Know the Rules
Traditional etiquette sets down very strict rules for which beverages should be consumed from which glasses. It is important to develop a working knowledge of these rules so that any breaches of traditional etiquette are intentional rather than accidental. Entire books and websites are dedicated to the topic, but the basics are fairly easy to understand.
The largest tulip-shaped glasses are for red wines, as they allow the wine to breathe. Smaller tulip-shaped glasses help preserve the temperature of white wine, which is traditionally served chilled. Tall, thin flutes are for Champagne and sparkling wines, while small, rounded dessert glasses are for sweet wines. Port is served in dedicated narrow port glasses. Small sherry glasses were designed for serving sherry, but are also appropriate for liqueurs and other aperitifs.
Beer glasses come in all shapes and sizes, from hypnotic curved designs to elaborate German steins. Although some beer drinkers swear by elaborate systems of matching the beer to a specific type of glass, these customs are not enshrined in traditional etiquette, so you will not be breaking any rules if you serve all beers in the same type of glass. If you want to separate the beer glasses, a loose rule of thumb is to serve lagers in Pilsner glasses and everything else in pints.
Of course, many liquors also have their own traditional glassware, from brandy snifters to highball glasses. However, you will not go wrong at your special event if you provide an assortment of sizes including shot glasses, rather than trying to determine the exact glass for each potential cocktail that your guests might desire.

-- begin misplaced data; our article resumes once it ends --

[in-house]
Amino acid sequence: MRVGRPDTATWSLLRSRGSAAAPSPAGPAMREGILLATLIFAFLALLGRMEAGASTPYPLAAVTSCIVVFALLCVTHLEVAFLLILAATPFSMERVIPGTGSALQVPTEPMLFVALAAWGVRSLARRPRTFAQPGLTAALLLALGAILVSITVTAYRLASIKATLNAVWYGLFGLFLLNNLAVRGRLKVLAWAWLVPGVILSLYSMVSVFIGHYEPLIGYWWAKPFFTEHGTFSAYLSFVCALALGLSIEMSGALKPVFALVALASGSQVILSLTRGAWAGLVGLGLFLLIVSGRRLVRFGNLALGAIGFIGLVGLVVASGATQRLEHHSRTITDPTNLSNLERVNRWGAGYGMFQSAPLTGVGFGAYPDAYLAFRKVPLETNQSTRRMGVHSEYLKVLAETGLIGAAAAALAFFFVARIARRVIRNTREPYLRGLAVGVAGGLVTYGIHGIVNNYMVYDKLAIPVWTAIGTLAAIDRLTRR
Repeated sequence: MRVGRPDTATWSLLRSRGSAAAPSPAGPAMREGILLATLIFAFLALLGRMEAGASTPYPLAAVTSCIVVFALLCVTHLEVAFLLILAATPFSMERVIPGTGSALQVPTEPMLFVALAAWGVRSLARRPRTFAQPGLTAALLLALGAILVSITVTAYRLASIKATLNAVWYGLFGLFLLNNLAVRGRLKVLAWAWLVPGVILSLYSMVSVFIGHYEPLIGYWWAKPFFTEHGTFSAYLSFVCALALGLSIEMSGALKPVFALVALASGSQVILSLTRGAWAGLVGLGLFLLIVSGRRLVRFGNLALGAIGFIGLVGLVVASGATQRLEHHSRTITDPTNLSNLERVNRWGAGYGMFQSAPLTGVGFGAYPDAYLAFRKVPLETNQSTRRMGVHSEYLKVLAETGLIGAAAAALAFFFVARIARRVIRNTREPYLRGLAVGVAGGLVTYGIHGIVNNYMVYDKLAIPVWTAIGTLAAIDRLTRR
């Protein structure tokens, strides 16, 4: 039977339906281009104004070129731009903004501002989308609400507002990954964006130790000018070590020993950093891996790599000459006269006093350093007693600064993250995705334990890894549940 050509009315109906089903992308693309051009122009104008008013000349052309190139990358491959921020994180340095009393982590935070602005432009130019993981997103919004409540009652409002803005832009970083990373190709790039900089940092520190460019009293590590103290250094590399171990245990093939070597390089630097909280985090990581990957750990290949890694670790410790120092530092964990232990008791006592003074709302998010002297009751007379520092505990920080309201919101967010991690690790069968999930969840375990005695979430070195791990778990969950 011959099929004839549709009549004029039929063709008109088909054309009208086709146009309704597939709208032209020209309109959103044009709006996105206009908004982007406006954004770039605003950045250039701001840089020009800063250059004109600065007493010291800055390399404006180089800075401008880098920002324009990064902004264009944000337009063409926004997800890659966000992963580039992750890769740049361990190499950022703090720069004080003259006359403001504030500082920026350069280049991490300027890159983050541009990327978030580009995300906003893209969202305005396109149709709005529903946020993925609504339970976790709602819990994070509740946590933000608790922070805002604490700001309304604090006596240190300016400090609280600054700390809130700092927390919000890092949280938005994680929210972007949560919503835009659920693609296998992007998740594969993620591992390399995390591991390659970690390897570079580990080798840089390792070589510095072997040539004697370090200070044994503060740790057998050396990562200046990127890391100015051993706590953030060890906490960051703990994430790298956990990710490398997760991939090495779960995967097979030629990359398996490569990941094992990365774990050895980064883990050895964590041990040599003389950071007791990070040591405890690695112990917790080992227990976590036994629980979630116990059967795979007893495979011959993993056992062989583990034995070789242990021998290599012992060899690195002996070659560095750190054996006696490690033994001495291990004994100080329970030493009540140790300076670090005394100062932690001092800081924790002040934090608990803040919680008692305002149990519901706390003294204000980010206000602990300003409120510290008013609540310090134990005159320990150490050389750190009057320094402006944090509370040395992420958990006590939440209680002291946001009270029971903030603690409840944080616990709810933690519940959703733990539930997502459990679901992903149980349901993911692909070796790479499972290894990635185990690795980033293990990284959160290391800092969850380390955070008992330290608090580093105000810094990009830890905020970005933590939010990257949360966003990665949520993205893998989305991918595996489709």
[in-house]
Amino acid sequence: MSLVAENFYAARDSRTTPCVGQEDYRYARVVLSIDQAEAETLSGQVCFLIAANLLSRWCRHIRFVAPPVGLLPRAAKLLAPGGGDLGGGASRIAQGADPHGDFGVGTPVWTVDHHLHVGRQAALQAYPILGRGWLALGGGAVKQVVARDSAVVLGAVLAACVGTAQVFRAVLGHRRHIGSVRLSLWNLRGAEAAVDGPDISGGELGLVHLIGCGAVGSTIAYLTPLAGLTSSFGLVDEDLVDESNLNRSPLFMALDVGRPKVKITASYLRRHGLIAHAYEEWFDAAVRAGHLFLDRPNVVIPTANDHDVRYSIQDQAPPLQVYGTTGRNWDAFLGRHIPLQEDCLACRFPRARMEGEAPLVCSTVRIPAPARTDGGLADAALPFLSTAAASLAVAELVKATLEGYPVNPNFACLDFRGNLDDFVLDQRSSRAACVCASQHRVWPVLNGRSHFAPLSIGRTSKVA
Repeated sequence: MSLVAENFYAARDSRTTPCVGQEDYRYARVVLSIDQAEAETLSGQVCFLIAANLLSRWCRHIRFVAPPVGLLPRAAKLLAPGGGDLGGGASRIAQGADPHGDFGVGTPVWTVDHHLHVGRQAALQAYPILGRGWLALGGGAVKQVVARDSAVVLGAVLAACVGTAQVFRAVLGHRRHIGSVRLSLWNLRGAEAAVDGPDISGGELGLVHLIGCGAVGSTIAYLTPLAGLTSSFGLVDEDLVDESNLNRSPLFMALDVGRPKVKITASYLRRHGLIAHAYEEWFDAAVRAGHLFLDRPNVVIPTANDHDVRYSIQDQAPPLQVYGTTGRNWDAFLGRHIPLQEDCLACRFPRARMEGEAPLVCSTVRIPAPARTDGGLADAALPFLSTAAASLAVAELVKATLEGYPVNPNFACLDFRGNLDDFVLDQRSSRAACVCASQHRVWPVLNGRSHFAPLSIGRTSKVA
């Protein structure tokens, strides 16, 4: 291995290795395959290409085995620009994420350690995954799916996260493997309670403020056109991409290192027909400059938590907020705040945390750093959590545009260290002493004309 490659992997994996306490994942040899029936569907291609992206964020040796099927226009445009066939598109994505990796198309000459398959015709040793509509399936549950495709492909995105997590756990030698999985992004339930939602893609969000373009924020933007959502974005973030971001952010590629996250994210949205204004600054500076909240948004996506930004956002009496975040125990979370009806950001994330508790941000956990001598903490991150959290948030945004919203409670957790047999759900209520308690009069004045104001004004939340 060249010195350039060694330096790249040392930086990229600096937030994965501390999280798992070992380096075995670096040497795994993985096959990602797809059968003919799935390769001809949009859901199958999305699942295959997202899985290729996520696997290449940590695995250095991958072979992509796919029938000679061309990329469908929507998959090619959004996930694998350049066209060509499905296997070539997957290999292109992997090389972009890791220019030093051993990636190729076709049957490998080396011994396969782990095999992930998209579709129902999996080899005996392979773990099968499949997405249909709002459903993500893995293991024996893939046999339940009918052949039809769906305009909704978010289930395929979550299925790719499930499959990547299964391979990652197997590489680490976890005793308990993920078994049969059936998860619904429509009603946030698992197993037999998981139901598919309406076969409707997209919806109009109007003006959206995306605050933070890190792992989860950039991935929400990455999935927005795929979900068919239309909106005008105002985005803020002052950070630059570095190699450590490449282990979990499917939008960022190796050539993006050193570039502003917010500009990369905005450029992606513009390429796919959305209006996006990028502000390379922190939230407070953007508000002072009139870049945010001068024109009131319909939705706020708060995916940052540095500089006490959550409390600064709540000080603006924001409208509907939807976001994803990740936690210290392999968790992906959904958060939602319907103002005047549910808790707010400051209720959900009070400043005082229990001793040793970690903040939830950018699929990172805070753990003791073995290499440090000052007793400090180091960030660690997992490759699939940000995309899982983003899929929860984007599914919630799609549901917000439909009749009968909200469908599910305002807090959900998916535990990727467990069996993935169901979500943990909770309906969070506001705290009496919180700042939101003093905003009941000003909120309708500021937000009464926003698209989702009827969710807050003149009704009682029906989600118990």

Non-alcoholic beverages can be served in standard glassware such as tumblers for cold beverages and mugs for coffee and tea. If you want to include a timed coffee or tea service, you might choose to provide demitasse cups and other specifically matched glassware.
Think About Place Settings
If you are serving a formal plated dinner, you might want to follow traditional formal etiquette rules for place settings. A traditional place setting includes a water goblet and up to four wine glasses—typically red wine, white wine, a champagne flute, and a sherry glass. Beer, liquor, and non-alcoholic beverage glasses are not part of a traditional place setting, although these drinks may be brought to the table by each guest, or by a server upon request.
Consider Your Theme
Knowing the traditional rules means you can break them appropriately. If your event is casual, carefree, and fun, feel free to break out the bright colours and whimsical patterns. If you have a definite colour scheme in mind, look for glassware in one or more of your chosen colours. Large margarita glasses, casual mason jars, and flowered wine glasses all have their place at certain events. Let your theme guide your decisions.
Match the Formality
Very formal events require you to pay strict attention to etiquette, but formal glassware looks out of place at a more casual gathering. If the guest of honour is in a ball gown or white tie, err on the side of formality. If the dress code is jeans or beachwear, choose more casual glassware.
Also consider your venue, the ages of your guests, and the activities you have planned. Fragile stemware is not the best choice for a backyard party with dozens of toddlers in attendance. Heavy glasses could be difficult for very elderly attendees to manage. Buffet-style meals require guests to balance their glasses along with their plates. Outdoor locations with uneven ground make it more likely for guests to trip and drop things.
Trust Your Instincts
Ultimately, there is no single best choice in glassware for all events. Your party is a reflection of your tastes and personal style, so you are the best judge of what you want to use. Consider all of the relevant factors, speak with your party professional, and then trust your instincts to guide you to the right decision.